President Joe Biden on Tuesday ordered 50 million barrels of oil released from America's strategic reserve to help bring down energy costs, in coordination with other major energy consuming nations, including China, India and the United Kingdom. The move is aimed at global energy markets, but also at U.S. voters who are coping with higher inflation and rising prices ahead of Thanksgiving and winter holiday travel. Gasoline prices are at about $3.40 a gallon, more than 50% higher than a year ago, according to the American Automobile Association. Administration officials said that reports of a possible release and consultations with other countries ahead of the announcement had caused oil prices to drop nearly 10% in anticipation of the news. The government will begin to move barrels into the market in mid to late December.
Santa is back this year, but he pleads caution as he continues to tiptoe through the pandemic. “Be smart. Be caring. If you have the tiniest tickle in your throat, the tiniest feeling, worry about yourself and worry about everybody else, and know Santa will always be there next year," said 57-year-old Kevin Chesney, who's been donning the big red suit since he was a kid. Amid a downturn in Jolly Old Elves — about 15 percent fewer in one large database — Chesney is busier than ever from his North Pole in Moorestown, New Jersey. The photo studio where he works quickly sold out its 4,500 appointments to sit with him and the seven other Santas in the studio's stable. They're among the brave in Santa's ranks with full-contact visits, lap sitting included, though Chesney wears a mask until just before the photos are taken.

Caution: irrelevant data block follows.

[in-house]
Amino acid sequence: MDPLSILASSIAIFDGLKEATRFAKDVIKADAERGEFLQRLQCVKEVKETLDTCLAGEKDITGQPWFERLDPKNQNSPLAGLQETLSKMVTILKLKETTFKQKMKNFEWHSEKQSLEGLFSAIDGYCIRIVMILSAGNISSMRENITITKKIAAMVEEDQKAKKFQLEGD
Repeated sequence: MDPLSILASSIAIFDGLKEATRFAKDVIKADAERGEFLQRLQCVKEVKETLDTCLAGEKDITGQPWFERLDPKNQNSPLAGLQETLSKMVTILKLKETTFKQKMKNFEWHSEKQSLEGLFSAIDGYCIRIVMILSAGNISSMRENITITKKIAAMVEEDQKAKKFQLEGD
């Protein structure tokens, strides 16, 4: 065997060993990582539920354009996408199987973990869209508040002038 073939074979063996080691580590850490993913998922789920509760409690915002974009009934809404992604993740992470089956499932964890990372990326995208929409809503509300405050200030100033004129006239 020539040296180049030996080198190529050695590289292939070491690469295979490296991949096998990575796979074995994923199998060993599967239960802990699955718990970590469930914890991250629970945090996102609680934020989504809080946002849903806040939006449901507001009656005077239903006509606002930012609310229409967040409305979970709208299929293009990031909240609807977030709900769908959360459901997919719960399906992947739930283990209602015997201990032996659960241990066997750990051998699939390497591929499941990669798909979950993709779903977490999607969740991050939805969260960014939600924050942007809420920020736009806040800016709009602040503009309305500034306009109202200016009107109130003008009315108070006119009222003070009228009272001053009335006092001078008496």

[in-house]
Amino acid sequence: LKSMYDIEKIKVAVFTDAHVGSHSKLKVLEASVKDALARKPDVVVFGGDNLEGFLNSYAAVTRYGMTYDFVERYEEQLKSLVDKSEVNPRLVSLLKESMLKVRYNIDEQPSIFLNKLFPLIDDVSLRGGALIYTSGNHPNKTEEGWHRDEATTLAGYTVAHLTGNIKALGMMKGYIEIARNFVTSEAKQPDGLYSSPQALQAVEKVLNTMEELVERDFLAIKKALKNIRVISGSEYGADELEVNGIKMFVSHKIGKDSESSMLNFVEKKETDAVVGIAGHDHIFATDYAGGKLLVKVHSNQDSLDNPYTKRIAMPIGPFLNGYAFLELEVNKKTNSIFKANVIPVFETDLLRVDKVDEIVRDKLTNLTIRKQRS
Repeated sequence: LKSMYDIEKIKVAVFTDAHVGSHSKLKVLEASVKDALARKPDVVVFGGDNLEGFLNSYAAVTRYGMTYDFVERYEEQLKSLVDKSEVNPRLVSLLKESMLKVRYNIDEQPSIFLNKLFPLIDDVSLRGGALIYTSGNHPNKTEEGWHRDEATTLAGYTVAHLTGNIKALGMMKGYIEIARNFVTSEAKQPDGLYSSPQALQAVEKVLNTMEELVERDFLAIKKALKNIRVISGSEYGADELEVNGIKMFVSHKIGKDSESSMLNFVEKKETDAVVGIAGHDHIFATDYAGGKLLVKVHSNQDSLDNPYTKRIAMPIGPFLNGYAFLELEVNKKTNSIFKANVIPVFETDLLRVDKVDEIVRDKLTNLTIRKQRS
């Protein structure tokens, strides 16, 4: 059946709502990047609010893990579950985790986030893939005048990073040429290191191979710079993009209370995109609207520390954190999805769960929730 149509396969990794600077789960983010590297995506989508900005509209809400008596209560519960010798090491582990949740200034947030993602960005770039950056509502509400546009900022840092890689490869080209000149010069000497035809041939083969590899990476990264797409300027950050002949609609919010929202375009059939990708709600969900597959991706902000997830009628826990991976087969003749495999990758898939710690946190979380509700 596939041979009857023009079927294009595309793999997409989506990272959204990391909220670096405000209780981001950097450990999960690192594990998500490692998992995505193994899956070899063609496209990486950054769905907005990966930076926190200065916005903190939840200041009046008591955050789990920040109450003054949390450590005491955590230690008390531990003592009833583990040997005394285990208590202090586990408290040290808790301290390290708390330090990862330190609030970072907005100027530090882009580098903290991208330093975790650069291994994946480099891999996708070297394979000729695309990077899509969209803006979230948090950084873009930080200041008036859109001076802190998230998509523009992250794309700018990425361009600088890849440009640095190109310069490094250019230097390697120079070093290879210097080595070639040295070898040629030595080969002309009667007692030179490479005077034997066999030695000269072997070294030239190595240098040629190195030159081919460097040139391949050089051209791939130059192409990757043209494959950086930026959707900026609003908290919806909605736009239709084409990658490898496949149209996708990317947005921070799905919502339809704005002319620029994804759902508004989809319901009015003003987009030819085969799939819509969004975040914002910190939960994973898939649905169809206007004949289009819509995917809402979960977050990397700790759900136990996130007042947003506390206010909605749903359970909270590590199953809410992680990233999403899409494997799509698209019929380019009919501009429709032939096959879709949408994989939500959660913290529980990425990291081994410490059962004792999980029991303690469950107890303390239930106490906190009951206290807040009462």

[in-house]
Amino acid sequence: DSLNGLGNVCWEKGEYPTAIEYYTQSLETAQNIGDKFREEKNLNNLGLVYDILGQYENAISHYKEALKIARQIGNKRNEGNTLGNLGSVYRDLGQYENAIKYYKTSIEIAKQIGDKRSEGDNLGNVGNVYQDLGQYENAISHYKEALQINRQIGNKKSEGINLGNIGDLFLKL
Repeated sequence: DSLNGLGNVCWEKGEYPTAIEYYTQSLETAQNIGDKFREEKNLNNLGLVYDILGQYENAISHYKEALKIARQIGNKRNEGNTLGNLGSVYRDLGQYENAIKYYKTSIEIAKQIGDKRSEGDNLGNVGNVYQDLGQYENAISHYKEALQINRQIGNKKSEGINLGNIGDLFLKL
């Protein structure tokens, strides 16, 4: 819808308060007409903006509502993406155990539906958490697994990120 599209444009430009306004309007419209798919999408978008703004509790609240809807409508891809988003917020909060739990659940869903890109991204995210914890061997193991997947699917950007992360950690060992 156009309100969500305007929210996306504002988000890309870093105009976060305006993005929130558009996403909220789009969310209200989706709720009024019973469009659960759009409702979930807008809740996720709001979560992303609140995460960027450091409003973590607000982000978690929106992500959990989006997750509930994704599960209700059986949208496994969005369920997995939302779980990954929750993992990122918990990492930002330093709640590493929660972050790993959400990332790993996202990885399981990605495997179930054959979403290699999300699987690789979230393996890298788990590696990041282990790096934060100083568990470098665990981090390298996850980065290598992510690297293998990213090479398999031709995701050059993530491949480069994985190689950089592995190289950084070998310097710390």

Philadelphia parents who don't speak English say they've long been excluded from parts of their children's education because of language barriers, an issue that's only been exacerbated by the pandemic and the return to in-person learning. Parents told The Associated Press stories of students being used as translators despite federal prohibitions, incorrect telephone translations or poor communication when their children were being bullied. Experts said Philadelphia is not alone, noting that many school districts have lagged in creating systems that treat non-English speakers equally rather than responding to complaints. Philadelphia school district officials said the district has made a lot of progress in recent years, including sending communication in parents' languages and hiring dozens of additional in-school interpreters called bilingual cultural assistants, or BCAs. They said the district has policies against using children as translators and robust guidance on how to request language help. Still, problems persist.